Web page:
As every parent knows, working with children around can be an exercise in futility. Page once brought his daughters along on a painting excursion. “I tried taking them to Curtis Island. I thought they could play around,” he said. “They were bored within a half-hour and wanted to go.”

But Page persisted, finished his painting and went to gather up the girls to leave. “Then they were too busy making fairy houses,” he said.

“They do like to paint, but they are young,” Page said. “I’ve let them use my oils, but you have to keep a close eye on them.”

Page is also known for intricate tabletop still lifes, yet another way he “paints from life.” In the winter, he often works from photos, but finding ways to make the painting richer can be difficult. “When I get frustrated with having to add interest, I set up these still lifes,” he said. “I make them fun and playful, with rich colors. It makes me feel like my summer painting experiences.”

While Page tends to paint pretty much every day, his time lately has been spent setting up the new gallery. “I hope when we get settled in, I will be back at the easel,” he said. “My goal is to paint and then sell.”

Helping him set up and sell is gallery manager Kirsten Surbey, whom he met when she worked at Dowling Walsh Gallery in Rockland, where he used to show his paintings.

“When we were just in the planning stage, we thought about how there were so many great artists in Maine and how exciting it would be to open that up to people and promote other artists,” Surbey said. She said they will display a variety of media — glass, photography, paintings, drawings and sculpture.

Page Gallery will show the owner’s paintings, along with several other local artists on a continual basis, culminating in a September show; but will have a series of invitational group shows throughout the summer.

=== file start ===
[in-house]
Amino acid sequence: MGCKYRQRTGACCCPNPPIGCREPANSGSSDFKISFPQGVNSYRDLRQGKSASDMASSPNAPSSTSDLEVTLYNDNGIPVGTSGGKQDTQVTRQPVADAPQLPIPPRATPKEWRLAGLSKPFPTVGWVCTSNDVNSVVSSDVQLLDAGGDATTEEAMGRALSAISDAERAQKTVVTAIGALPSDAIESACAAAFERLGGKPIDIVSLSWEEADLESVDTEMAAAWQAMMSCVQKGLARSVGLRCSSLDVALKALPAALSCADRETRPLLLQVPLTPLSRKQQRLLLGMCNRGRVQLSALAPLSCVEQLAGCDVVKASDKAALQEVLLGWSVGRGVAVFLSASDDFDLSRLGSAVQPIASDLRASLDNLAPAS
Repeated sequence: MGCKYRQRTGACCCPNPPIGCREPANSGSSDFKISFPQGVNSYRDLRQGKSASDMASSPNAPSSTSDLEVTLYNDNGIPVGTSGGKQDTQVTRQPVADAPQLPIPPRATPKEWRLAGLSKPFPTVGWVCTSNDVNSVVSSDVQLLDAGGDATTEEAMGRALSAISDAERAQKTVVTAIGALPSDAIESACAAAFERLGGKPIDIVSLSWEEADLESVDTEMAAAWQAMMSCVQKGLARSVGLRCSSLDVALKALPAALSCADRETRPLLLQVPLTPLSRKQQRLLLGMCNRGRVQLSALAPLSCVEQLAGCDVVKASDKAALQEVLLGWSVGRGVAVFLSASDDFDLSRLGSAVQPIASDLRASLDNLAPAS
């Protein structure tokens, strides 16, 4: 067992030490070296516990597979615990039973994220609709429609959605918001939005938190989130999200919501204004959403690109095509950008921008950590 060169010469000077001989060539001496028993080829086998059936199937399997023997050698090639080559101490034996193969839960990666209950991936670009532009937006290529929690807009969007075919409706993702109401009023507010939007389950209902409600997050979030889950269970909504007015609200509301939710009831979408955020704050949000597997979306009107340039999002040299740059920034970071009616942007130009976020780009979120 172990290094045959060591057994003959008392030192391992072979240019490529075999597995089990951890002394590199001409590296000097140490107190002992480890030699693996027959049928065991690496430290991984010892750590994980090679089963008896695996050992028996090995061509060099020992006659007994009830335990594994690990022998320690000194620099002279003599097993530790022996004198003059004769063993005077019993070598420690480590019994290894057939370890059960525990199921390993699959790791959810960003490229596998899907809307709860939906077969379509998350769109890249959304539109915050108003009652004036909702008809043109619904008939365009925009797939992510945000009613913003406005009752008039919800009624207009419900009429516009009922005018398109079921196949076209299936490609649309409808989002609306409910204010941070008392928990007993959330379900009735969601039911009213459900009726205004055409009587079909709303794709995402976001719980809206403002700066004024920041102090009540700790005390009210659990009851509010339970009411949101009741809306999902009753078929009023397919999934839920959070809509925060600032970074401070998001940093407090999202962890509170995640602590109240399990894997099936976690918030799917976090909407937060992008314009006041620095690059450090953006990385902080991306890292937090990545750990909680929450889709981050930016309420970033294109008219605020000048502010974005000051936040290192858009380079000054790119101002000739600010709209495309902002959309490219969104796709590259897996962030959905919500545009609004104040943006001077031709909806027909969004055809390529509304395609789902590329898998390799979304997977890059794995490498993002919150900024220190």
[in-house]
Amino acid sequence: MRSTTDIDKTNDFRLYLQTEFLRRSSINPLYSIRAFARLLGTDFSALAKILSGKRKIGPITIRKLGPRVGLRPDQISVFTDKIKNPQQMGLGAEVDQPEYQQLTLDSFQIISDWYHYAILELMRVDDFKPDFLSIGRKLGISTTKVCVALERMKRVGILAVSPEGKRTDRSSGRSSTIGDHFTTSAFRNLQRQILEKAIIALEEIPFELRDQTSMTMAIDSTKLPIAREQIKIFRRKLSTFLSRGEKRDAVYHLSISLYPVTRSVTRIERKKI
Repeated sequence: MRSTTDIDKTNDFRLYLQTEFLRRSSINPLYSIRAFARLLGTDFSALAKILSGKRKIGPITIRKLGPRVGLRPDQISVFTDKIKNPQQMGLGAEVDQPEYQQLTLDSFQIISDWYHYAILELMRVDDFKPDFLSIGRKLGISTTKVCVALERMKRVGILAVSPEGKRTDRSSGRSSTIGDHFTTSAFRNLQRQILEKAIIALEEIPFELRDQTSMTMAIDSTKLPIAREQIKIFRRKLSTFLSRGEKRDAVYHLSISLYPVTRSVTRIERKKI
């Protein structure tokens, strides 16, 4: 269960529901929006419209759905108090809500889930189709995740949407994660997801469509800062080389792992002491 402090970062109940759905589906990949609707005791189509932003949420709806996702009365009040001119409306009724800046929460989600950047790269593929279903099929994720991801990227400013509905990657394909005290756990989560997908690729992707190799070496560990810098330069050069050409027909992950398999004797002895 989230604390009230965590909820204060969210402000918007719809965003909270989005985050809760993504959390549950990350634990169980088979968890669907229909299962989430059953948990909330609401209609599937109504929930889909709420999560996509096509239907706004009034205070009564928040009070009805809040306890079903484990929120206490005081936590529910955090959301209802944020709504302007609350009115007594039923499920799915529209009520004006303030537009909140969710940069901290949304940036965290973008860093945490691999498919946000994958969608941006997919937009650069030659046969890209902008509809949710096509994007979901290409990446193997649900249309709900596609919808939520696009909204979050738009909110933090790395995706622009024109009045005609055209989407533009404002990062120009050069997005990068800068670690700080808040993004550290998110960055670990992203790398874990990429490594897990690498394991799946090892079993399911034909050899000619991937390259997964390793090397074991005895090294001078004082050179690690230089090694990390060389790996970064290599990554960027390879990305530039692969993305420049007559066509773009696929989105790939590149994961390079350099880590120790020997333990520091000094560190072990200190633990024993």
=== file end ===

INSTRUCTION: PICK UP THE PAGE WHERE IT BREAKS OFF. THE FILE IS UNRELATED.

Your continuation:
The gallery launches Thursday, May 9, with “Come Spring,” a celebration of spring as a season of new beginnings and a return to vibrant color. The reception is from 5 to 7 p.m. Participating artists include John Knight, Siri Beckman, David Jacobson, Simon van der Ven, Jessica Ives and Doug Felton.

The group shows continue with “Frolic” June 20 and “Tideline” July 25. Surbey said they also want to do art education, so the gallery will offer workshops, likely including evenings for locals.

Page’s workshops tend to focus on "plein air painting and helping those with some experience," he said, but Ives is also on board as an instructor.

Page is already enjoying the process of running his own gallery, including picking paintings and artists, and deciding where to place artwork.

“I really like being in town with everyone walking around. It’s a great place with lots happening,” he said. “It has been surprisingly smooth, very few hiccups. It’s a small miracle; we hope it keeps up.”

Page lives in Camden with his wife, two daughters and numerous pets. For more information, visit or call 230-8048.

Courier Publications’ A&E Editor Christine Dunkle can be reached at (207) 594-4401, ext. 108; or